Working abroad

If you’re planning on backpacking for a longer time, you’ll probably need to
find some sort of income to be able to replenish your budget and continue your journey. That’s what’s discussed
in this article.

Juggling in the streets

If you have a skill, use it to your advantage.

Finding a job

If you need a job abroad, you’ll most likely end up in a rather unskilled and
underpaid job, such as dishwashing, handing out flyers, bartending, or cleaning.
This usually happens illegally as well, because in most countries you’ll have
to work through enormous stacks of paperwork before you’re allowed to work anywhere.
This in general isn’t worth the effort if you’re not planning on spending over
two months in one place.

So how do you find jobs like those? Most importantly, you’re going to have
to make it happen yourself. Jobs won’t find you, you’ll have to find them. Ask
other backpackers that have found a job, ask around in hostels, international
pubs, and so on. Simply keep your eyes and ears open and look for jobs everywhere.

A common place where backpackers can find work are places where backpackers converge: e.g. hostels in touristy cities. Usually the larger
hostels are on the lookout for helping staff to clean the floors, serve breakfast,
or sit at the reception. In return for your efforts you usually get free lodging
(meals included), which means you’ll barely have any expenses during your stay.

Other places to find work are in bars, restaurants, with families (babysitting,
painting houses), in discos, beach stands, etcetera. Always keep your eyes open
for ‘wanted’ ads on lamp posts and alike. You can also buy the local paper and
go through the ads. This is another common place to find ads for job openings.
Finally, you can also try finding a job through the internet. For example, see
the resources on the bottom of this page to find a number of websites that
have specialized in finding travellers work abroad.

Volunteering

What is volunteering? Offering your labour in exchange for no or little compensation.
Volunteering can be a great way to get in touch with the locals and to learn about
their culture. Although you won’t get rich from volunteer work, it is usually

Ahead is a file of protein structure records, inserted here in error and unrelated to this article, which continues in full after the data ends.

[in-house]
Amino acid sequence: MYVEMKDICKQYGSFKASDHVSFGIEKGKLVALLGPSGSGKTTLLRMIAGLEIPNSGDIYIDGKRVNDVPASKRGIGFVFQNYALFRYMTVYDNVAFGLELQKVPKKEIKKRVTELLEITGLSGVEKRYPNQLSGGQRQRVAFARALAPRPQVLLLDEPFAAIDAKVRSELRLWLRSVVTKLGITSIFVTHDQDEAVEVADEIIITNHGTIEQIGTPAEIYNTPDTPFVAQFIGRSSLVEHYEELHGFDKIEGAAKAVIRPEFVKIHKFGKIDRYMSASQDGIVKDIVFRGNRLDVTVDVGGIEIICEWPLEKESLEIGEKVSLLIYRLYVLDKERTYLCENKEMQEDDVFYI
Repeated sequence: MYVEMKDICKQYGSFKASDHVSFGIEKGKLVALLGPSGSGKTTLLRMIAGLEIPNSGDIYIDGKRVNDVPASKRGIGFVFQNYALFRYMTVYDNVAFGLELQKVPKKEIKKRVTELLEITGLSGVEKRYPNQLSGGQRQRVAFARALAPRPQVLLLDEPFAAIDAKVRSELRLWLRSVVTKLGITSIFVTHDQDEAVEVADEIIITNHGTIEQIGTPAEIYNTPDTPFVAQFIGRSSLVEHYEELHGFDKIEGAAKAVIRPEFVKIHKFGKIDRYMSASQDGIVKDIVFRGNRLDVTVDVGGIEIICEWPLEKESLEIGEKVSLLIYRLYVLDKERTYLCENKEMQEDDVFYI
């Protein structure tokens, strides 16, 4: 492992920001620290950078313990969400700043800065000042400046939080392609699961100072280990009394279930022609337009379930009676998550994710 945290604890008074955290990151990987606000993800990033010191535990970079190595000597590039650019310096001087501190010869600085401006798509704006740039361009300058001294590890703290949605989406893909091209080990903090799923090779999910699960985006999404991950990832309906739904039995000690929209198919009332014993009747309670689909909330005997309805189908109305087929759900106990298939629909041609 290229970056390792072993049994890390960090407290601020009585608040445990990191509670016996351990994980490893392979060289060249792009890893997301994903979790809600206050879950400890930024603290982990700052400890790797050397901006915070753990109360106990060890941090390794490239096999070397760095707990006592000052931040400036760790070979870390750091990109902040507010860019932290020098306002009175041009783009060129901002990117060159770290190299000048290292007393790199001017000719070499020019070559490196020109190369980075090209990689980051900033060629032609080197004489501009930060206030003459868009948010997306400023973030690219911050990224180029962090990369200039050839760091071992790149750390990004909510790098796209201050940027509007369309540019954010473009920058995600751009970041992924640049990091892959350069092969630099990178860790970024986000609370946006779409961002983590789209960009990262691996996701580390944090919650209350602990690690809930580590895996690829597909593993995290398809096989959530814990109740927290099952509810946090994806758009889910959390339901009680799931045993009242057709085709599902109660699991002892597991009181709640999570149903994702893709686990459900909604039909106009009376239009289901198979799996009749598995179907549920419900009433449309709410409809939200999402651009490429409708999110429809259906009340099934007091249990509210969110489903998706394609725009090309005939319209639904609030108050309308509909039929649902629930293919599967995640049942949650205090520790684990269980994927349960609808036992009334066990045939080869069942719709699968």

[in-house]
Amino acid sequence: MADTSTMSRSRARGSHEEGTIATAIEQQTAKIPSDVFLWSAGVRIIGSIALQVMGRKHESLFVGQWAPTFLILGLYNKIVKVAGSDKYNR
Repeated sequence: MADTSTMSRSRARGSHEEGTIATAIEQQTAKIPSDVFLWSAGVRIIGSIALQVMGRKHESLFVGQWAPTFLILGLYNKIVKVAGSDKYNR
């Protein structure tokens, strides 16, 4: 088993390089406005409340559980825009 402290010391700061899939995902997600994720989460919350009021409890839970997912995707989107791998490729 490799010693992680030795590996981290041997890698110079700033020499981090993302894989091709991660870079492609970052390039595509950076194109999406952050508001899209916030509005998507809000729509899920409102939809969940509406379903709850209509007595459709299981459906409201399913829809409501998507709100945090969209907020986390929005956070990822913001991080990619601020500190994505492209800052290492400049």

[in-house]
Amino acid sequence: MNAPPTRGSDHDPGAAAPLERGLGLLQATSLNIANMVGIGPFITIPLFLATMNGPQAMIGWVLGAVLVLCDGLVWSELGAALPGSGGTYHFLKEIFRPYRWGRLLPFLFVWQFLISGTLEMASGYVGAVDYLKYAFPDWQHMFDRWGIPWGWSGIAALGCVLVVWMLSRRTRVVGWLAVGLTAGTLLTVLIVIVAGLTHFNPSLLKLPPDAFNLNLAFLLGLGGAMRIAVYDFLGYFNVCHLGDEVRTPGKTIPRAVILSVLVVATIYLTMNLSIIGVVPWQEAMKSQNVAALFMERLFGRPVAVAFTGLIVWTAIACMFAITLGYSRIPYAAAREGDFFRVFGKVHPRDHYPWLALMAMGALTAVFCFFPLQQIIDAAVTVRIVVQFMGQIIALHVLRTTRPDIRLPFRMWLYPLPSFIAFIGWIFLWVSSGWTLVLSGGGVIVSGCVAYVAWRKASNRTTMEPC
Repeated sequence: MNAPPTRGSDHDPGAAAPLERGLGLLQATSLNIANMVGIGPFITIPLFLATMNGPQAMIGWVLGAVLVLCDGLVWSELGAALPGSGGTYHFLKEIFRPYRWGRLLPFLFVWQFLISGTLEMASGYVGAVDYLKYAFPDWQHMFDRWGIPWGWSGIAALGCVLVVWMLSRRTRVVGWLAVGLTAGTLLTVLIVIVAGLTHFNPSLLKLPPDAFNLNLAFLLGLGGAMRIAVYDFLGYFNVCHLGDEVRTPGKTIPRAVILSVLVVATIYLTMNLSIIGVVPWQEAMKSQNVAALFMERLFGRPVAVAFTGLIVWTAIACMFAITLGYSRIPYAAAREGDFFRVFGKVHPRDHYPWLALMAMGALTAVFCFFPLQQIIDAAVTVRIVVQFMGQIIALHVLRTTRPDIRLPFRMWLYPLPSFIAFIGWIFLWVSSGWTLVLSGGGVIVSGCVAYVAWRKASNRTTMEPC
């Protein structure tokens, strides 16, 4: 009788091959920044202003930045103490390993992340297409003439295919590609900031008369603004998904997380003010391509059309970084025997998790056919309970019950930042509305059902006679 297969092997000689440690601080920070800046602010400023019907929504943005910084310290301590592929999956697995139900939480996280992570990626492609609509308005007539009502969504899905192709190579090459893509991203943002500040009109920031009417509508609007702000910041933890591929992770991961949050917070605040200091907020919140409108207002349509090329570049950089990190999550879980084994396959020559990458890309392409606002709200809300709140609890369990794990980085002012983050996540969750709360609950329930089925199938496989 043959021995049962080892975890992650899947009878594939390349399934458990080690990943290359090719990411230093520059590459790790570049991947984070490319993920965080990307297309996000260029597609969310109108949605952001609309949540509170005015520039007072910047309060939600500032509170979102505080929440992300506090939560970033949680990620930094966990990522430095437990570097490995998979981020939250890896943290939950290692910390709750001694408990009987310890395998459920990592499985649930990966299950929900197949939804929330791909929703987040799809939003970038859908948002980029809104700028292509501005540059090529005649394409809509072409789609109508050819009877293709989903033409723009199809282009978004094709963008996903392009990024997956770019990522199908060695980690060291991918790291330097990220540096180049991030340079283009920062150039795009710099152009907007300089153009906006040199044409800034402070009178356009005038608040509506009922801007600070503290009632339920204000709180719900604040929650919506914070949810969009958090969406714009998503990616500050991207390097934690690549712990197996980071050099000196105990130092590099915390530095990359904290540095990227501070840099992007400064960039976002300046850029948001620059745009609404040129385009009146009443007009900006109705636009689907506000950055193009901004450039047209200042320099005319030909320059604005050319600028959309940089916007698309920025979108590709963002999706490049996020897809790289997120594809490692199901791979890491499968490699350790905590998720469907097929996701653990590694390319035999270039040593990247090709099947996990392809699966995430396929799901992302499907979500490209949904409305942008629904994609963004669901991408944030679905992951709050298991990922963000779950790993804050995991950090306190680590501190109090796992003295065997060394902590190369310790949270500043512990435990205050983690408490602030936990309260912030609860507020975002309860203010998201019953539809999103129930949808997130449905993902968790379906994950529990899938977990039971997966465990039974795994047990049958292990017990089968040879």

a great experience. In many cases you will get some sort of alternative payment
for you work: meals, accommodation, sometimes even some pocket money.

There are various ways for finding volunteer work. One possibility to volunteer
abroad is via WWOOF (World-Wide Opportunities on Organic Farms) where you can
volunteer in exchange for food and accommodation. Chances are also high that you’ll
find many organizations in your own country that are dedicated to organizing volunteer
trips abroad.

Making it happen yourself

If you have some sort of skill (which most of us don’t unfortunately), you
should take advantage from it, and perform on the streets for money. This usually
works best in the larger touristy areas. I once met an American backpacker who
knew how to play the bagpipes and had his whole Scottish-kilt-thingy-outfit together.
He’d simply dress up, stand in a busy street or square, and start playing his
bagpipes. Within an hour or two he’d have enough money to eat and sleep for a
week. There are plenty of possibilities to provide your own income. A few examples
are:

  • Playing the guitar
  • Painting or drawing stills or faces
  • Juggling
  • Selling bracelets
  • Being a ‘living statue’

Teaching English abroad

If you’re fluent in a certain language (English for example), you might consider
teaching that language to locals. This usually only works if you’re planning to
hang around for a few months though. Simply start advertising for yourself in
the streets or in newspapers, and you’re bound to get a number of apprentices.
You can also look around in newspapers or visit schools or universities and hand
in your CV. Obviously, if you don’t know anything about teaching a language: don’t
do it. Teaching languages should only be done by persons who have followed the
appropriate training (a TEFL course, for example – Teaching English as a Foreign Language).

Begging

Can’t find a job? Don’t have any skills? A final possibility to sustain yourself
is begging. Depending on the country and city you’re in, you might make more than
enough money to get you through the day. I once met somebody who was cycling around
the world. A few days he’d cycle towards his next stop, then he’d sit in the streets
a few days with his bicycle and a few signs explaining about his world journey,
and was able to continue his voyage for years in this manner. I also heard a story
about guy who missed his plane, couldn’t get a refund for it and was flat broke.
He begged in the airport for a few weeks and in this way was able to buy a new
ticket home. Watch out for the police though, they’re usually not to keen on beggars.

Work resources

  • Anywork Anywhere
    Jobs and resources for work & travel throughout the UK & worldwide.

  • Help Exchange
    Lists places where you can work in exchange for your accommodation and food
    for working holiday makers.

  • WorkAway.info
    Gap year Work in exchange for food and accommodation whilst travelling.

  • WWOOF
    World-Wide Opportunities on Organic Farms. Volunteer on farms in exchange for food and accommodation.